Emerging roles and potential applications of non-coding RNAs in glioblastoma

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Non-coding RNAs (ncRNAs) comprise a diversity of RNA species, which do not have the potential to encode proteins. Non-coding RNAs include two classes of RNAs, namely: short regulatory ncRNAs and long non-coding RNAs (lncRNAs). The short regulatory RNAs, containing up to 200 nucleotides, include small RNAs, such as microRNAs (miRNA), short interfering RNAs (siRNAs), piwi-interacting RNAs (piRNAs), and small nucleolar RNAs (snoRNAs). The lncRNAs include long antisense RNAs and long intergenic RNAs (lincRNAs). Non-coding RNAs have been implicated as master regulators of several biological processes, their expression being strictly regulated under physiological conditions. In recent years, particularly in the last decade, substantial effort has been made to investigate the function of ncRNAs in several human diseases, including cancer. Glioblastoma is the most common and aggressive type of brain cancer in adults, with deregulated expression of small and long ncRNAs having been implicated in onset, progression, invasiveness, and recurrence of this tumor. The aim of this review is to guide the reader through important aspects of miRNA and lncRNA biology, focusing on the molecular mechanism associated with the progression of this highly malignant cancer type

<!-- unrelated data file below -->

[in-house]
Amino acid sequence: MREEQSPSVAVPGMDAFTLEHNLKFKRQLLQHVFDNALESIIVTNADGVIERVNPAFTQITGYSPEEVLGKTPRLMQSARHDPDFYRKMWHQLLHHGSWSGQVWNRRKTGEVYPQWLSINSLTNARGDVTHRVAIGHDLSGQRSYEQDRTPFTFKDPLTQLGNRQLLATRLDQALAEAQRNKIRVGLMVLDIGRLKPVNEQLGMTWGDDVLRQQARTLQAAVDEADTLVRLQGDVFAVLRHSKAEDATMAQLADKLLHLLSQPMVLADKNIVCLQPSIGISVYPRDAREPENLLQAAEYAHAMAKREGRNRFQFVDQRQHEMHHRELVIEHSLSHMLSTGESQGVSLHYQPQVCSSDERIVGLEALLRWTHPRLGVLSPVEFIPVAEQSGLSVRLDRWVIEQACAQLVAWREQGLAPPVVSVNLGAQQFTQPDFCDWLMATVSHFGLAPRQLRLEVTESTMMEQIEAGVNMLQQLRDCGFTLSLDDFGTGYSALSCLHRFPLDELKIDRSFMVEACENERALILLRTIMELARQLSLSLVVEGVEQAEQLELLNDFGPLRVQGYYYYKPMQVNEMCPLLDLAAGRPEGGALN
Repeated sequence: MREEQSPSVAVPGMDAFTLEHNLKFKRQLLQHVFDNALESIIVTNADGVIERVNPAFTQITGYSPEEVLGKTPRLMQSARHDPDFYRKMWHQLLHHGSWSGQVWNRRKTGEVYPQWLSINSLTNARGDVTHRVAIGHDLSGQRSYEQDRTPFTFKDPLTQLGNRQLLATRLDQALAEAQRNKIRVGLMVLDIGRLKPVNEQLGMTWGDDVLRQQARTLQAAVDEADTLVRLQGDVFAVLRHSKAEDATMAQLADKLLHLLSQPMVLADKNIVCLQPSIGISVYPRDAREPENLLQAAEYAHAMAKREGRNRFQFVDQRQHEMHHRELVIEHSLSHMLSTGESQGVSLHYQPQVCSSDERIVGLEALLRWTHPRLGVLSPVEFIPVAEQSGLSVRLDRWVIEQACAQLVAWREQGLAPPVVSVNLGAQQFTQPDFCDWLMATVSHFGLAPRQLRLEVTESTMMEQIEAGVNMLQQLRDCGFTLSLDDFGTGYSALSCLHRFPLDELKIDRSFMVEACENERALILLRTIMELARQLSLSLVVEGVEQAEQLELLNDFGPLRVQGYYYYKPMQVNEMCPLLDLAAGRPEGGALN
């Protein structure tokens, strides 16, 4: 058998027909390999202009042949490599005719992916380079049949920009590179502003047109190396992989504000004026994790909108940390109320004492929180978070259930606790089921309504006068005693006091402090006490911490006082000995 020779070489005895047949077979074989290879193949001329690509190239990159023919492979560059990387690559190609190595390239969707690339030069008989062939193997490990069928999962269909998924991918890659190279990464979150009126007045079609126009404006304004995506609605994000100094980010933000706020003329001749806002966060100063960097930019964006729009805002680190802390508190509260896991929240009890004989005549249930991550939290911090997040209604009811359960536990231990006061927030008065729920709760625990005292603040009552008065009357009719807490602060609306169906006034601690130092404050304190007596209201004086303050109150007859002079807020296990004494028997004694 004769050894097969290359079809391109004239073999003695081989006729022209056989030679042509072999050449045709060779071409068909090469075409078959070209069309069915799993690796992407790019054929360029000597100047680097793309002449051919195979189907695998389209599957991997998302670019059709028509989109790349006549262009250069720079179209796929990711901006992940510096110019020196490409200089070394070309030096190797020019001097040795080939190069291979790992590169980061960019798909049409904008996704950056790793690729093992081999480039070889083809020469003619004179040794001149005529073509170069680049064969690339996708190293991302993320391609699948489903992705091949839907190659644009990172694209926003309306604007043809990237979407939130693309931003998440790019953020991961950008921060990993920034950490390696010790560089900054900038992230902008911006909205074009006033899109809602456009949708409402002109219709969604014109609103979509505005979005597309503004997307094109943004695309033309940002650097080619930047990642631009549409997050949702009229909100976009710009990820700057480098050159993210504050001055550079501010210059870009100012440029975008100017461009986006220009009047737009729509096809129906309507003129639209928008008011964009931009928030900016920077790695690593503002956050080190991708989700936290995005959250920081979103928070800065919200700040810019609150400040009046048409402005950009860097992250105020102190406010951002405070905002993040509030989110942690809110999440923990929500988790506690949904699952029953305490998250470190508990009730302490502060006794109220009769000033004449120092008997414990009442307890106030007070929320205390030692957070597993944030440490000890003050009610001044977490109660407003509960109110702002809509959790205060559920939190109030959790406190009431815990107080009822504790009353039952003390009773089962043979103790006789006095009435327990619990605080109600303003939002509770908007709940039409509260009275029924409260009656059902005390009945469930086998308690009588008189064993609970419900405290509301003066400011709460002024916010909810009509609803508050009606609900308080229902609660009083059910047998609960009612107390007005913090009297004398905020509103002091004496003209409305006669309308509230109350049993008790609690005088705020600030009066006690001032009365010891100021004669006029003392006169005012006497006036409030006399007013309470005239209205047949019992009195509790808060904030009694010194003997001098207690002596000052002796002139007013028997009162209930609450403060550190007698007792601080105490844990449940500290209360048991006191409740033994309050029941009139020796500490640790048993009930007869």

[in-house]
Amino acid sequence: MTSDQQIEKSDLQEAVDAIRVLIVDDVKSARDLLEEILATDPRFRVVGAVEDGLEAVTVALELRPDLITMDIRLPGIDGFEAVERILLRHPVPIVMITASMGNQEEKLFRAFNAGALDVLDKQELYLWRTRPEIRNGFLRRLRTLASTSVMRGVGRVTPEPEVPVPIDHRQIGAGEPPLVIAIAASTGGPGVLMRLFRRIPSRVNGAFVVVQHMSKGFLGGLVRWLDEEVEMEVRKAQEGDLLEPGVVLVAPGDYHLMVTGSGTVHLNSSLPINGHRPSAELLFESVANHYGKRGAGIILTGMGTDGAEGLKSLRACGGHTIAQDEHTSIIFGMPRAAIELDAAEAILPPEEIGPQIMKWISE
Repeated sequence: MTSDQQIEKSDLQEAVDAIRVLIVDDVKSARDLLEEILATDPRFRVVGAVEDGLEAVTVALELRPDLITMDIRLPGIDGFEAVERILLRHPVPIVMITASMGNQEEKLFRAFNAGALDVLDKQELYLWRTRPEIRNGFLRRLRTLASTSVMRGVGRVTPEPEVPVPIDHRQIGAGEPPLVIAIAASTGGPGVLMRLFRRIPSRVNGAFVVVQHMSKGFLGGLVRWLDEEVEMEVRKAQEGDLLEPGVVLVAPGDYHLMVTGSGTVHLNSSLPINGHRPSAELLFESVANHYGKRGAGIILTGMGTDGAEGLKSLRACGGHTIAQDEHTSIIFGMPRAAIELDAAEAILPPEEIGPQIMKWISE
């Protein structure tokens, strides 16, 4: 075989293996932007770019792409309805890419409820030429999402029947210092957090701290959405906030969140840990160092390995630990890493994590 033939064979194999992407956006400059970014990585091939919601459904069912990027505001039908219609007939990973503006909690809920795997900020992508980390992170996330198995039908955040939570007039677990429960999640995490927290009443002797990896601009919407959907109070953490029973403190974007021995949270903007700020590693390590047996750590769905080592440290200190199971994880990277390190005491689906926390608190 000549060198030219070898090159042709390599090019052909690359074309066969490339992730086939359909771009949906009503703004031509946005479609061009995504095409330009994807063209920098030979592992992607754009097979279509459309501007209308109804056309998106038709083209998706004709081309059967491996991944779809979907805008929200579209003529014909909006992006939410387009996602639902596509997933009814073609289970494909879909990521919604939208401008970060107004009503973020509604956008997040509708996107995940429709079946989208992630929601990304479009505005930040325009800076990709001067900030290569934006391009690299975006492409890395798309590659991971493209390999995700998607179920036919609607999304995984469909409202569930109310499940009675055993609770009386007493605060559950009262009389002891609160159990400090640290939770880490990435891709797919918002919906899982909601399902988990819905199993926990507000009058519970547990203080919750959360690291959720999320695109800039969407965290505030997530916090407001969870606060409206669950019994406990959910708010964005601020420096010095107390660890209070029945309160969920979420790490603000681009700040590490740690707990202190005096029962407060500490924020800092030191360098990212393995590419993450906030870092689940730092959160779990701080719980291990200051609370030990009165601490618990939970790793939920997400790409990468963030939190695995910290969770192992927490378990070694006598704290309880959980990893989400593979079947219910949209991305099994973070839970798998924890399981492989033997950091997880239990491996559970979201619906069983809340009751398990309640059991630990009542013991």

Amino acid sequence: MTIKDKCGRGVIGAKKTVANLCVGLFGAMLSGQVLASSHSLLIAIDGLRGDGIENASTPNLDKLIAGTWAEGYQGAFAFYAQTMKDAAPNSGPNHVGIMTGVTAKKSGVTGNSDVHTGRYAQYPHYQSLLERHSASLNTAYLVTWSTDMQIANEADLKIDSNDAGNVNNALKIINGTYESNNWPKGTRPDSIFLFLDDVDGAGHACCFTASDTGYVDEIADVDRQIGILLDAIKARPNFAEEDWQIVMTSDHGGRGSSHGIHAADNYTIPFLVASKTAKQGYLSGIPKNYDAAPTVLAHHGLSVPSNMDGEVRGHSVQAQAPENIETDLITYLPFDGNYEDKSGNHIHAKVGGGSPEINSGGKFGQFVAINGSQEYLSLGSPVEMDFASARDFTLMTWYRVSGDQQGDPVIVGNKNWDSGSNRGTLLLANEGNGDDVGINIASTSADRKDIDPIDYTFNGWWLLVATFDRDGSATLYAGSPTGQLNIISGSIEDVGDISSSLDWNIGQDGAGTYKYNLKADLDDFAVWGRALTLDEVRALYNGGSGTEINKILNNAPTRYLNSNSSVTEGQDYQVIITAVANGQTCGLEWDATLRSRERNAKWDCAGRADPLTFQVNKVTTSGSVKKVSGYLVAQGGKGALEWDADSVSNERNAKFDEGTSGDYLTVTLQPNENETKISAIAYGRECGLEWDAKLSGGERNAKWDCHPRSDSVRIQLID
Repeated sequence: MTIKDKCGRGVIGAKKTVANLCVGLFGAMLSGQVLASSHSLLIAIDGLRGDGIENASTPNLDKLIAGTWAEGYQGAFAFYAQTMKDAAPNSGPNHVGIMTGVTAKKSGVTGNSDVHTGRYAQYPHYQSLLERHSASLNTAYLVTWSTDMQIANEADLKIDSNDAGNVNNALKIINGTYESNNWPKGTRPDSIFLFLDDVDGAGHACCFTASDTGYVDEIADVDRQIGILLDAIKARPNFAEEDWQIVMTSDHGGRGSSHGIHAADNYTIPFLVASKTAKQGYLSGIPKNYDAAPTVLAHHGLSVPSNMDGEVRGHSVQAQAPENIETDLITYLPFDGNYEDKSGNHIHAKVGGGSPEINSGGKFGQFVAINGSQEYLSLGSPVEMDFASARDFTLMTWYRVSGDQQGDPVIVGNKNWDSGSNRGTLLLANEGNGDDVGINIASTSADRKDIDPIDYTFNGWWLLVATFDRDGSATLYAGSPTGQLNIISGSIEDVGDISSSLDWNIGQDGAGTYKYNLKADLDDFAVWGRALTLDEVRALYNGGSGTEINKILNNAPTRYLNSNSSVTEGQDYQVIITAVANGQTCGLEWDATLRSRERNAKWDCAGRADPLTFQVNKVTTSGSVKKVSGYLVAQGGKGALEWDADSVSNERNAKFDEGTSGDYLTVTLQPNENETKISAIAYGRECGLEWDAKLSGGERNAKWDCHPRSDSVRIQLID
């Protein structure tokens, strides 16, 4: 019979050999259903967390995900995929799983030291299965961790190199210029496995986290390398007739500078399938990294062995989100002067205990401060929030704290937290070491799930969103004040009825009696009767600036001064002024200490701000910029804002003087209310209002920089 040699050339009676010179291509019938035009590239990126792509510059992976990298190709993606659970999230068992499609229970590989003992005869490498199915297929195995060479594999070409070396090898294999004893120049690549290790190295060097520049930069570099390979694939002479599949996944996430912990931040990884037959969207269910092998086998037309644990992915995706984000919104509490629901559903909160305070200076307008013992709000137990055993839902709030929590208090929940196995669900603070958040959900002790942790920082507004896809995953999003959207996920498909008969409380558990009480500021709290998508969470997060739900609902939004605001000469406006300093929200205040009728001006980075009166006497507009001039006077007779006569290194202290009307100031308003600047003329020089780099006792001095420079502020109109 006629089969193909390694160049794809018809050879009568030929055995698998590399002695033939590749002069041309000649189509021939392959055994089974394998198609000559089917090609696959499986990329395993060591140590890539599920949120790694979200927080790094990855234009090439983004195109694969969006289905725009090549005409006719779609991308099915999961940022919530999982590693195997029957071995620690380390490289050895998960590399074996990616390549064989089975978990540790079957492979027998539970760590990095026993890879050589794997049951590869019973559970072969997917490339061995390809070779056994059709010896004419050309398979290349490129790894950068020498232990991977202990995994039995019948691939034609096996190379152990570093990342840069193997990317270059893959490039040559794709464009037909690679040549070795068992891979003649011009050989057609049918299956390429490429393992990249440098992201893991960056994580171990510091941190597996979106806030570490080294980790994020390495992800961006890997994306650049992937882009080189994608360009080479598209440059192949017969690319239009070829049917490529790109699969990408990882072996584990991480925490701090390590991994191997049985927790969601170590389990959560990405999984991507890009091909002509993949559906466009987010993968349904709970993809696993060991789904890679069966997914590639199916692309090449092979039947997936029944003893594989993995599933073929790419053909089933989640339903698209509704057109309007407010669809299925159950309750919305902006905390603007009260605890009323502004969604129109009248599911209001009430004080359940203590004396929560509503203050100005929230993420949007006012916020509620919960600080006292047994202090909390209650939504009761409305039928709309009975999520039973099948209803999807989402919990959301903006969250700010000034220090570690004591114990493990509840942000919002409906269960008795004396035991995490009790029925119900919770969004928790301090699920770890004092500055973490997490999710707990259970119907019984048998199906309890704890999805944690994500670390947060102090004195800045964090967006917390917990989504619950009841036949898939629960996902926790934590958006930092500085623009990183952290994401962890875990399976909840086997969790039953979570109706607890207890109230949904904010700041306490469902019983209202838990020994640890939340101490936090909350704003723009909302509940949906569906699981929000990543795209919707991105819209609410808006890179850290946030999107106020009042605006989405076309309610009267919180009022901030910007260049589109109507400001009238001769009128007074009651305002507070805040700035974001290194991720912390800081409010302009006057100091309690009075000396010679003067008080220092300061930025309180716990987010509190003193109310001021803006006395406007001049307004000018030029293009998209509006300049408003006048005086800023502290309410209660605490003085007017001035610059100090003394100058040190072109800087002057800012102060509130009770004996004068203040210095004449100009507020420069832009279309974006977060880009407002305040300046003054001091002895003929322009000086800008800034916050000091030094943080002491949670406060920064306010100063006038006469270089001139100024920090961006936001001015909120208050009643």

De Ocesano-Pereira C, Machado RA.C., Chudzinski-Tavassi AM, Sogayar MC. Emerging roles and potential applications of non-coding RNAs in glioblastoma. Int. J. Mol. Sci.. 2020 Apr;21(7):2611. doi:10.3390/ijms21072611.
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